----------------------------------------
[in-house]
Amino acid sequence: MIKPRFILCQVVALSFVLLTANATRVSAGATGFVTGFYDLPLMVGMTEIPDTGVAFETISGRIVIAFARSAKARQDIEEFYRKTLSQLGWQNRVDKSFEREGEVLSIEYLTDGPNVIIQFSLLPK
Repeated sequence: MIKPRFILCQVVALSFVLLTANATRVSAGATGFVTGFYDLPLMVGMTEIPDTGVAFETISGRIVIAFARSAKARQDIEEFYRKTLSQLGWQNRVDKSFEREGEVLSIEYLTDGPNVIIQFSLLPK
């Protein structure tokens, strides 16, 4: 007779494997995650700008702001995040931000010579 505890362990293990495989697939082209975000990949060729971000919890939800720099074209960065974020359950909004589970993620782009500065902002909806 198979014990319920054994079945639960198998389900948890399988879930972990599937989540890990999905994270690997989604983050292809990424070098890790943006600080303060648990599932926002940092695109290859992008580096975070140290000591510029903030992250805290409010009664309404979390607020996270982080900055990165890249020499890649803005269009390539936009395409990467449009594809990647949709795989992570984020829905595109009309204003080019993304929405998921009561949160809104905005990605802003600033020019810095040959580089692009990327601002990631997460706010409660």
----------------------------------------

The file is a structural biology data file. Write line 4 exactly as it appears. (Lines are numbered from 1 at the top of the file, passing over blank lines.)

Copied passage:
């Protein structure tokens, strides 16, 4: 007779494997995650700008702001995040931000010579 505890362990293990495989697939082209975000990949060729971000919890939800720099074209960065974020359950909004589970993620782009500065902002909806 198979014990319920054994079945639960198998389900948890399988879930972990599937989540890990999905994270690997989604983050292809990424070098890790943006600080303060648990599932926002940092695109290859992008580096975070140290000591510029903030992250805290409010009664309404979390607020996270982080900055990165890249020499890649803005269009390539936009395409990467449009594809990647949709795989992570984020829905595109009309204003080019993304929405998921009561949160809104905005990605802003600033020019810095040959580089692009990327601002990631997460706010409660």